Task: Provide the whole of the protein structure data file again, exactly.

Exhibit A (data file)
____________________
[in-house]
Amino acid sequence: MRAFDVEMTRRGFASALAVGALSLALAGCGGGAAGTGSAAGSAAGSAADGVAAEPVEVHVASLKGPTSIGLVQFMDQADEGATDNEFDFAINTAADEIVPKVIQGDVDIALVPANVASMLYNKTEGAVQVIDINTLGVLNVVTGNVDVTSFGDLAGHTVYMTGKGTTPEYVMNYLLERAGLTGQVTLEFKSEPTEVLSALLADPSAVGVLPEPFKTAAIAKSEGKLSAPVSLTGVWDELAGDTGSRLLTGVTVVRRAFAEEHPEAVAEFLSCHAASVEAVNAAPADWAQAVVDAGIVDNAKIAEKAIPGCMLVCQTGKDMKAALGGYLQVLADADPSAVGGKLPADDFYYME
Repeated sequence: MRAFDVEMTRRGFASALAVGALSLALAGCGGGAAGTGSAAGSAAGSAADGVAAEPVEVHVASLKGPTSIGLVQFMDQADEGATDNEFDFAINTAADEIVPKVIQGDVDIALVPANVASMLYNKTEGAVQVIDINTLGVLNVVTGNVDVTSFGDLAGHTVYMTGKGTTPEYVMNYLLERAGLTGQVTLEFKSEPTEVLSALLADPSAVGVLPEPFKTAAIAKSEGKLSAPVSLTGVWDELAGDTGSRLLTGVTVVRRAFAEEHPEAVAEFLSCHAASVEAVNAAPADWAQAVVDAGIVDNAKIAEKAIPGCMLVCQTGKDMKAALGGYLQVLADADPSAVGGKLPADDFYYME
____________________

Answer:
[in-house]
Amino acid sequence: MRAFDVEMTRRGFASALAVGALSLALAGCGGGAAGTGSAAGSAAGSAADGVAAEPVEVHVASLKGPTSIGLVQFMDQADEGATDNEFDFAINTAADEIVPKVIQGDVDIALVPANVASMLYNKTEGAVQVIDINTLGVLNVVTGNVDVTSFGDLAGHTVYMTGKGTTPEYVMNYLLERAGLTGQVTLEFKSEPTEVLSALLADPSAVGVLPEPFKTAAIAKSEGKLSAPVSLTGVWDELAGDTGSRLLTGVTVVRRAFAEEHPEAVAEFLSCHAASVEAVNAAPADWAQAVVDAGIVDNAKIAEKAIPGCMLVCQTGKDMKAALGGYLQVLADADPSAVGGKLPADDFYYME
Repeated sequence: MRAFDVEMTRRGFASALAVGALSLALAGCGGGAAGTGSAAGSAAGSAADGVAAEPVEVHVASLKGPTSIGLVQFMDQADEGATDNEFDFAINTAADEIVPKVIQGDVDIALVPANVASMLYNKTEGAVQVIDINTLGVLNVVTGNVDVTSFGDLAGHTVYMTGKGTTPEYVMNYLLERAGLTGQVTLEFKSEPTEVLSALLADPSAVGVLPEPFKTAAIAKSEGKLSAPVSLTGVWDELAGDTGSRLLTGVTVVRRAFAEEHPEAVAEFLSCHAASVEAVNAAPADWAQAVVDAGIVDNAKIAEKAIPGCMLVCQTGKDMKAALGGYLQVLADADPSAVGGKLPADDFYYME